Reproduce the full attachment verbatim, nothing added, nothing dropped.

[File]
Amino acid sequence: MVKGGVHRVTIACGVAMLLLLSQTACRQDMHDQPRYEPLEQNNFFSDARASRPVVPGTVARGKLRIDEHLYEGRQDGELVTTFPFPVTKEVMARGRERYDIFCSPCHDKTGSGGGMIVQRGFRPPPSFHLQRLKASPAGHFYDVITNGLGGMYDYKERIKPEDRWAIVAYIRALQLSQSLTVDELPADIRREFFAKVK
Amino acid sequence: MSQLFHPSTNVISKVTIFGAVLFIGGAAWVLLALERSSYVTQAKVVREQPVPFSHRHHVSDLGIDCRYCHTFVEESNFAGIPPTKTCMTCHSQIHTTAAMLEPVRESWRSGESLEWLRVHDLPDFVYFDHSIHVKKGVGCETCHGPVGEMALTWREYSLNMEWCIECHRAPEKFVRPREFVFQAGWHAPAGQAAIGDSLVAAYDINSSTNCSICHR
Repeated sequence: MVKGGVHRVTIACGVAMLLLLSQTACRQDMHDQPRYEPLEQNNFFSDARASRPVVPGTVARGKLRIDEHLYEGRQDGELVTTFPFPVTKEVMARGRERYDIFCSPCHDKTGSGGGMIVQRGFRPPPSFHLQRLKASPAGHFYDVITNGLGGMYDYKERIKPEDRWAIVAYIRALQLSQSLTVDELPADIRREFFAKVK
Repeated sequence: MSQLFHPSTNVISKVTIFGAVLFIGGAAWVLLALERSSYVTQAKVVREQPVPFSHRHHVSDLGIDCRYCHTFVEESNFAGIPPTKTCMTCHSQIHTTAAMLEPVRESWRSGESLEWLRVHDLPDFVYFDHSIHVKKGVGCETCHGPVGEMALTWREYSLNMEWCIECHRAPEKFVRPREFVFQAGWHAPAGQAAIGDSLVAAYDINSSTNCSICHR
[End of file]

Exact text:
Amino acid sequence: MVKGGVHRVTIACGVAMLLLLSQTACRQDMHDQPRYEPLEQNNFFSDARASRPVVPGTVARGKLRIDEHLYEGRQDGELVTTFPFPVTKEVMARGRERYDIFCSPCHDKTGSGGGMIVQRGFRPPPSFHLQRLKASPAGHFYDVITNGLGGMYDYKERIKPEDRWAIVAYIRALQLSQSLTVDELPADIRREFFAKVK
Amino acid sequence: MSQLFHPSTNVISKVTIFGAVLFIGGAAWVLLALERSSYVTQAKVVREQPVPFSHRHHVSDLGIDCRYCHTFVEESNFAGIPPTKTCMTCHSQIHTTAAMLEPVRESWRSGESLEWLRVHDLPDFVYFDHSIHVKKGVGCETCHGPVGEMALTWREYSLNMEWCIECHRAPEKFVRPREFVFQAGWHAPAGQAAIGDSLVAAYDINSSTNCSICHR
Repeated sequence: MVKGGVHRVTIACGVAMLLLLSQTACRQDMHDQPRYEPLEQNNFFSDARASRPVVPGTVARGKLRIDEHLYEGRQDGELVTTFPFPVTKEVMARGRERYDIFCSPCHDKTGSGGGMIVQRGFRPPPSFHLQRLKASPAGHFYDVITNGLGGMYDYKERIKPEDRWAIVAYIRALQLSQSLTVDELPADIRREFFAKVK
Repeated sequence: MSQLFHPSTNVISKVTIFGAVLFIGGAAWVLLALERSSYVTQAKVVREQPVPFSHRHHVSDLGIDCRYCHTFVEESNFAGIPPTKTCMTCHSQIHTTAAMLEPVRESWRSGESLEWLRVHDLPDFVYFDHSIHVKKGVGCETCHGPVGEMALTWREYSLNMEWCIECHRAPEKFVRPREFVFQAGWHAPAGQAAIGDSLVAAYDINSSTNCSICHR